Whilst the core content of the 12-hour Standard MHFA Course is applicable to an adult helping another adult in a variety of situations, specific content related to a particular industry’s culture, policies, professional responsibilities and available resources are modified for each tailored course including tailored films demonstrating the MHFA Action Plan suitable for that industry or profession.
Another area of ongoing work is targeting industry groups where MHFA training uptake to date has been slow. Research conducted in 2014 found that largest training uptake was amongst education and training and the human services industries of health care and social assistance & public administration and safety. Little training occurred in many industries where the prevalence of mental illness is high, such as finance and insurance, media and telecommunications, the legal profession, hospitality, and essential services industries. MHFA Australia is currently in the process of working with a number of key industry stakeholders to develop tailored training for pharmacists and lawyers, amongst others.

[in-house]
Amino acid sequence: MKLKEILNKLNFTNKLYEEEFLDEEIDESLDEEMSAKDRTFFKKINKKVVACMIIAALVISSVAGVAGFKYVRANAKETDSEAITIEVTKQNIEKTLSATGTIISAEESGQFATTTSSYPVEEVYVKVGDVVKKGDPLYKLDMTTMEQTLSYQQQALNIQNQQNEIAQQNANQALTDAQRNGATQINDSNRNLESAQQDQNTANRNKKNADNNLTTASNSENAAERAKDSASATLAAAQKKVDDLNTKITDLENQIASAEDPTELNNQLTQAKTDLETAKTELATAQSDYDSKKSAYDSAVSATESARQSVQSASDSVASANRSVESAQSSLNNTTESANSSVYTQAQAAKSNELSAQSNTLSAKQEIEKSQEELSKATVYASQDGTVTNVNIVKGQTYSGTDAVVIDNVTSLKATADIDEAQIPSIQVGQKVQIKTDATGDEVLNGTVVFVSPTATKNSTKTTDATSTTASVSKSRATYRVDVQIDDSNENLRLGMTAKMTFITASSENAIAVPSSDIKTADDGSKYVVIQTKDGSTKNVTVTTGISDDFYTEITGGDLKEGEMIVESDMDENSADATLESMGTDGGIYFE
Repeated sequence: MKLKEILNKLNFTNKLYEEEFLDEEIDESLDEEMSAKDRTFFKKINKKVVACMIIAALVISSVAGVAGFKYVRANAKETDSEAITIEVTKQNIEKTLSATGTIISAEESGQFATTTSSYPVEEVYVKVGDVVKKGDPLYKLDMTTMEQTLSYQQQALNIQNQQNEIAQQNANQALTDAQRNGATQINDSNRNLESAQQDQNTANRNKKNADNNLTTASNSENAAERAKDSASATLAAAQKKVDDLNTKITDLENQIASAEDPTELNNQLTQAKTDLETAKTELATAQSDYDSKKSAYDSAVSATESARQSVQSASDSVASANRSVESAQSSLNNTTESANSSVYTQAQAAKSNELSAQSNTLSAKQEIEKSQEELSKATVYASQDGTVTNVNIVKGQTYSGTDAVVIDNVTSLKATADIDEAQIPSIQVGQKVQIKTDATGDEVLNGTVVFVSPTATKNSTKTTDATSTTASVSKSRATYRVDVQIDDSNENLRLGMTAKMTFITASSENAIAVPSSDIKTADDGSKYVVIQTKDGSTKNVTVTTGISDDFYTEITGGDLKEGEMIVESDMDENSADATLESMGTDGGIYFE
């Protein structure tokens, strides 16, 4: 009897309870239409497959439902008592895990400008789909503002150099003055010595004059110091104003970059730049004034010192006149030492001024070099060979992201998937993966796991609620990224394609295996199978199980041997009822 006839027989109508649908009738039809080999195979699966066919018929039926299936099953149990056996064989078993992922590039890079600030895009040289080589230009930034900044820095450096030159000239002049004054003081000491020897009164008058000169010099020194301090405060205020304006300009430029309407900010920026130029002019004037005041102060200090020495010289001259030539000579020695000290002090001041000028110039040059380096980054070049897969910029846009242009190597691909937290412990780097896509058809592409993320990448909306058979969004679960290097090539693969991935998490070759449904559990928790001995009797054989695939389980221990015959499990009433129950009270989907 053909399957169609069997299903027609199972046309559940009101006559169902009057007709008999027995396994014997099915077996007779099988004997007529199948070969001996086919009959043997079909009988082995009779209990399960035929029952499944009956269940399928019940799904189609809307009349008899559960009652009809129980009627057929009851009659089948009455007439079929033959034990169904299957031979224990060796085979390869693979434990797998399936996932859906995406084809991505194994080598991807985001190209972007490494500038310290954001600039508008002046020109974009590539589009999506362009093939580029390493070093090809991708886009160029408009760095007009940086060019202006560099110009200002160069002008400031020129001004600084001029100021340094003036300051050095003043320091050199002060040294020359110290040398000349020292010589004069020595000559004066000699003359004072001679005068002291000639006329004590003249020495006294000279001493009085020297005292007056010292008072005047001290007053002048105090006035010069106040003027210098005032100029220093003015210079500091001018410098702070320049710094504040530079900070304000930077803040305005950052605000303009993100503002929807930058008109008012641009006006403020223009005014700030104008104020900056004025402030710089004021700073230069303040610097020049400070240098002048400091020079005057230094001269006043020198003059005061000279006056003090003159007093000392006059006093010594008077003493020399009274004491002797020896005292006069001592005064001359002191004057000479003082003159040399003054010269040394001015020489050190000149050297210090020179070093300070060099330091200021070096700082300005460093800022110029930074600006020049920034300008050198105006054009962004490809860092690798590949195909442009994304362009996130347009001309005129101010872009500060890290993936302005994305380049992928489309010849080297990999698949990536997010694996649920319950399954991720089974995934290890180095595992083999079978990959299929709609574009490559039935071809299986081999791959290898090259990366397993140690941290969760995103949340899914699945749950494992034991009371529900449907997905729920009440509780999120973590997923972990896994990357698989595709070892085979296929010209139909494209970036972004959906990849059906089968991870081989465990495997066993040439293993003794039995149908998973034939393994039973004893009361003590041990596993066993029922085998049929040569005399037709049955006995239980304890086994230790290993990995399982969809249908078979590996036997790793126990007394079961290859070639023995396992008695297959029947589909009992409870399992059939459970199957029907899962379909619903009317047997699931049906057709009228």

Workplace mental health first aid officers
An idea gaining more recent attention is ‘mental health first aid officers’ in workplaces. In 2012, the UK government publicly called for a ‘mental health first aider in every workplace’, which was then echoed back home by WA Mental Health Commissioner Tim Marney on 2014’s World Mental Health Day.
MHFA Australia is aware of a number of early adopters now championing this concept including Monash University, the law firm Norton Rose Fulbright Australia and Lend Lease, though we are keen to hear from more workplaces implementing this as part of their workplace mental health strategies. To further support future workplaces, tips on how to select and support workplace mental health first aid officers have been included in the recently launched Blended MHFA Course for the White-Collar Workplace.
Contact details and more information
To participate in research to develop workplace mental health first aid guidelines, please contact Nataly Bovopoulos at firstname.lastname@example.org